QUEENSBURY - The 24 Warren County government jobs that the county supervisors voted to eliminate by July 1 may put excessive workload on some employees that remain and may even cost taxpayers more than the salaries saved in the cuts, officials said.
County supervisors voted Friday to eliminate 24 jobs across 15 county departments, as they proposed and endorsed only two weeks ago, to help offset a $6.35 million anticipated budget shortfall in 2010.
Abolishing posts will cost the county taxpayers reimbursement of unemployment payments, while in many cases cutting state reimbursement for the positions - a revenue for the county - department heads said.
Other cuts may shift workload to other sources at a higher cost, they said.
County Fire Prevention and Building Codes Administrator Karen Putney said she'd just filled
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a position for a code inspector last week to check fire safety in commercial locations. The county charges $75 for these inspections now instead of $25 just months ago.
But the worker hired as fire inspector quit three days after he was hired when he heard of a proposed cut of one employee in the department. These inspections, which the county has a pending backlog of about 700 inspections, need to be conducted soon, Putney said.
Otherwise, the state may take them over and charge Warren County a mandated $525 apiece to complete the work, she said.
"The state could come in here, take them over at a great financial loss to the county," she said. "This is a life-safety issue - if this doesn't get done, the public is at risk."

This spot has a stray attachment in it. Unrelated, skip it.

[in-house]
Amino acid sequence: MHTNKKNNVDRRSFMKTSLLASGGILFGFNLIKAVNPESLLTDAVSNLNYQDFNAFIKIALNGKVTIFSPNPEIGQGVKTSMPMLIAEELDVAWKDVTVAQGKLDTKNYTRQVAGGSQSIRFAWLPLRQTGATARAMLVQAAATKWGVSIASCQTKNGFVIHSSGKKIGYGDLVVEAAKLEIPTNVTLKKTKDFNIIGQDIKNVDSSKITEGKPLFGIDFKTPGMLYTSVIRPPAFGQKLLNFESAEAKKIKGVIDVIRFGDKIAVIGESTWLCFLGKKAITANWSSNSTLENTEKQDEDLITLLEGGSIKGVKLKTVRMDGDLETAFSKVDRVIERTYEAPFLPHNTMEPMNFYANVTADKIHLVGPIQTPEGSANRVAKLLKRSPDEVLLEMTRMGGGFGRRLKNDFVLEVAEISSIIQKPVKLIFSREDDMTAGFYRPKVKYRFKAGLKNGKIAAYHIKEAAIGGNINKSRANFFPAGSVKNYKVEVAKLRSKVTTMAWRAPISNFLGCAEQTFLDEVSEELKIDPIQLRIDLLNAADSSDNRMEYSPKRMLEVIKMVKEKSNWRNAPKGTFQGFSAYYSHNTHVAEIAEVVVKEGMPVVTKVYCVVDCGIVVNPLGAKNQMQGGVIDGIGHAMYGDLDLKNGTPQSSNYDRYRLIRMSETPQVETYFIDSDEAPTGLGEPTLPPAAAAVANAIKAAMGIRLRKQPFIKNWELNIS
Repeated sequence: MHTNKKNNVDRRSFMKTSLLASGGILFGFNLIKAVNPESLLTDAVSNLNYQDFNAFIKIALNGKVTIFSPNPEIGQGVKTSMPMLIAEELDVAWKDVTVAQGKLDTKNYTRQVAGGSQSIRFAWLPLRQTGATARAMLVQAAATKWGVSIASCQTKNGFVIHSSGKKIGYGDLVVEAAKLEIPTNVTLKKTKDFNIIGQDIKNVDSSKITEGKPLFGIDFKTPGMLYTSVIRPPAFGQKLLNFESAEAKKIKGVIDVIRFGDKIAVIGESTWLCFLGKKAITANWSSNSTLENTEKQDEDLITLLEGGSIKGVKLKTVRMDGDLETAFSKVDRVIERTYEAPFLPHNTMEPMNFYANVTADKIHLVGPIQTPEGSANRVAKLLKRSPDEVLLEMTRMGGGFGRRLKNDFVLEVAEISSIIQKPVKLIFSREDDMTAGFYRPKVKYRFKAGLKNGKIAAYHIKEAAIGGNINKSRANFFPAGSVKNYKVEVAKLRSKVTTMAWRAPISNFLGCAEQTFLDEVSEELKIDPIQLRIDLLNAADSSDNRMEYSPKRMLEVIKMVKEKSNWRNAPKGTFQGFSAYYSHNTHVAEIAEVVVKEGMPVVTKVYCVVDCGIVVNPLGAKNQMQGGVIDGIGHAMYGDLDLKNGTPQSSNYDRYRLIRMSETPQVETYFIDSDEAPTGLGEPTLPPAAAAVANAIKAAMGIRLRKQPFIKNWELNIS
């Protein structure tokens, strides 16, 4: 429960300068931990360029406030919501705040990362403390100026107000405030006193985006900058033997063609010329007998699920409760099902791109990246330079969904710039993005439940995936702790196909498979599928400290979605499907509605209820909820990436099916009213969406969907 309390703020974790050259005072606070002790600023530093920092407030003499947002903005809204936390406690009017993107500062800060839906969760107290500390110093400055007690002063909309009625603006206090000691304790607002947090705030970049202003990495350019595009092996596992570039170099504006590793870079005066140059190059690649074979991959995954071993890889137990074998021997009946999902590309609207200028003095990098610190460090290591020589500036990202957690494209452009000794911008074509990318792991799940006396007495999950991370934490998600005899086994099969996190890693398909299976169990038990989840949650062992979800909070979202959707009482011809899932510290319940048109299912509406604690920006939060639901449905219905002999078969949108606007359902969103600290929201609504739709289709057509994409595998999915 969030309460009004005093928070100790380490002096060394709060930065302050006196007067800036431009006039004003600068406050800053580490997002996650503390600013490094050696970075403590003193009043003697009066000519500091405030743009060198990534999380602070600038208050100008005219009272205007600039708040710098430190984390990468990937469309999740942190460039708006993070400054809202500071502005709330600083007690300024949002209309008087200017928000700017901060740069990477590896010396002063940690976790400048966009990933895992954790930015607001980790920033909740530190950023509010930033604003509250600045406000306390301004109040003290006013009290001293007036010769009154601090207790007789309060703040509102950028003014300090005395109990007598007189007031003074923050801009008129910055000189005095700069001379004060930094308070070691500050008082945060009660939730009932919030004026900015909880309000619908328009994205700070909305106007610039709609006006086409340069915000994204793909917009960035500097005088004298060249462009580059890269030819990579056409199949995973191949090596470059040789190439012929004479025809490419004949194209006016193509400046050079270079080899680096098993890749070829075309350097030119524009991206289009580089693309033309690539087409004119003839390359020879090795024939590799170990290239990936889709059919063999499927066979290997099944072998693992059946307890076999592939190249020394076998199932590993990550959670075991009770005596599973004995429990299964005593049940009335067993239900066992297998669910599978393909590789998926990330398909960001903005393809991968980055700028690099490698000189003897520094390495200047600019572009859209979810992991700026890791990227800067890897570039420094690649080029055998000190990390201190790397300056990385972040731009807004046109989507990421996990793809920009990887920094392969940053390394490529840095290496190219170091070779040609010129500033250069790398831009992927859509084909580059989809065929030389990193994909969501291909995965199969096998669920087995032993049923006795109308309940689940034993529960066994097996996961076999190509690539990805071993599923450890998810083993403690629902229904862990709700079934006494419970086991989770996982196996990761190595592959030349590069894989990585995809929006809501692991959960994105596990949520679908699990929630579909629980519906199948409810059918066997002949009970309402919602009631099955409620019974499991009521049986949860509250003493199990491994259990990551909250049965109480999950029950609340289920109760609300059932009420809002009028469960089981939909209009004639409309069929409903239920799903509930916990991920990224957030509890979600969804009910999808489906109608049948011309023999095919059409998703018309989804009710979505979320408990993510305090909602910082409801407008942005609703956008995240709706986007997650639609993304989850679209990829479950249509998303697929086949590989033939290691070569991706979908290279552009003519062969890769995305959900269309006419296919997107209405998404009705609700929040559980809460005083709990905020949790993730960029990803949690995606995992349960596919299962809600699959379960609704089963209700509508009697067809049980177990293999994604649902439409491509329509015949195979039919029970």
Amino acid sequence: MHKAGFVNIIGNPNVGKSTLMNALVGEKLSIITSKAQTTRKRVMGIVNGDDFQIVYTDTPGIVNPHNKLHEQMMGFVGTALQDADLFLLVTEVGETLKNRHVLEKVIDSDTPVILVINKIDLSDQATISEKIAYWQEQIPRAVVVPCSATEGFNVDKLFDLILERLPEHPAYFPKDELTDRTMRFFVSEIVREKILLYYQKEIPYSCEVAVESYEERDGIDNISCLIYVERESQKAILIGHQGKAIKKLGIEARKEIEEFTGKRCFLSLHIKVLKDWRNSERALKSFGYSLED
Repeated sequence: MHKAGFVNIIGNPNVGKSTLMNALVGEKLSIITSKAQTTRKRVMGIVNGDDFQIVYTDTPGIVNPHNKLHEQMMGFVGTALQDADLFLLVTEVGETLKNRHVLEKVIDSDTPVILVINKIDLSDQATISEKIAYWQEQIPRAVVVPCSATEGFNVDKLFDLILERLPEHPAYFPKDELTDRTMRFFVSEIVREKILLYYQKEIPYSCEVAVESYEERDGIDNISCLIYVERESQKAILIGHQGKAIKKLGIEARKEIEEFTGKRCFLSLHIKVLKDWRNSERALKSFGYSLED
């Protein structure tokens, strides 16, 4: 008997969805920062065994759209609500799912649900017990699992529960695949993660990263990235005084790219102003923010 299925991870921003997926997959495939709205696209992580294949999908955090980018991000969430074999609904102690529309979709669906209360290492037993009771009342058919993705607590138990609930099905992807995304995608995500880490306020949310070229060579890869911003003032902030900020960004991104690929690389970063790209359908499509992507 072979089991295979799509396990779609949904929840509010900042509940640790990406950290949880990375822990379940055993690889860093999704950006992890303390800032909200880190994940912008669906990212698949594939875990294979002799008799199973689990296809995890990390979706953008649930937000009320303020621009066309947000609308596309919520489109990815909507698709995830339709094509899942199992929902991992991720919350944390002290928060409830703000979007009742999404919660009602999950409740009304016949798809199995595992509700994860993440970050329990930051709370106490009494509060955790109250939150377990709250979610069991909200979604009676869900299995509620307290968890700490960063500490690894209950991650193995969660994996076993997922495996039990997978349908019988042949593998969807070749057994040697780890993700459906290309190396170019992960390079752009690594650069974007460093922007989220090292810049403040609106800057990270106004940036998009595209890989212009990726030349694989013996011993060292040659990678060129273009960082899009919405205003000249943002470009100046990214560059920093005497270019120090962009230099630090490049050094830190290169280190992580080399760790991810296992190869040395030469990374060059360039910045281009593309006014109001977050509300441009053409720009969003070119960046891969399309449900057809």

County Commissioner of Social Services Sheila Weaver said her employees are facing a much heavier workload, tighter mandates, greater reporting requirements, but now with fewer people to accomplish the work.
Already since taking over the department, Weaver has abolished a number of positions, streamlined work and changed pay grades for various work descriptions to save the county money, for which county leaders have rewarded her with praise.
But now, she's facing a cut of three positions while temporary assistance cases have soared 40 percent this year, child protective cases have increased 65 percent, and food stamp caseload has increased 25 percent, she said.
The increase in children at risk is particularly troubling, she said, in light of the proposed personnel cuts.
"I'm not willing to compromise the safety of children in the county," she said.
Cutting programs to uncover welfare fraud or people who are using Medicaid or welfare proceeds improperly won't result in savings to the county, but rather may increase expenses, she said.
"Who will suffer if programs are cut to the bare minimum?" she said. "It's people in the community."
While approving the job cuts Friday, the supervisors tabled a motion, however, to drastically cut county support of various non-mandated programs and community-based service organizations - like Warren County Cooperative Extension and Warren County Economic Development Corp. The outside organizations affected got a 30-day reprieve until their representatives have the opportunity to defend their programs and financial needs with county leaders. The pending cuts to programs total $443,375.
County Cooperative Extension director James Seeley estimated that if his funding is cut as proposed, 10 of his agency's 14 employees would lose their jobs, and half to two-thirds of the agency's programs would be eliminated. The agency runs 4-H youth groups, parenting and consumer programs, the county fair, and offers outdoor education experiences. The county's proposed cut of $235,000 would prompt matching funds to be lost as well, he said.
"This would be devastating to our programs that serve the county citizens," he said.
WEDC President Len Fosbrook told supervisors that his agency had successfully leveraged the ORDA Ski Bowl Interconnect that will be worth $7 million or more in income to the county annually, and WEDC is now working with 55 businesses to expand and flourish under the tax relief provided by Empire Zone legislation.
The loss of $90,000 of its $240,000 in county support would cut its ability to accomplish such efforts, he said.
"We may not be able to keep our obligations with a 30 percent cut in funding," he said.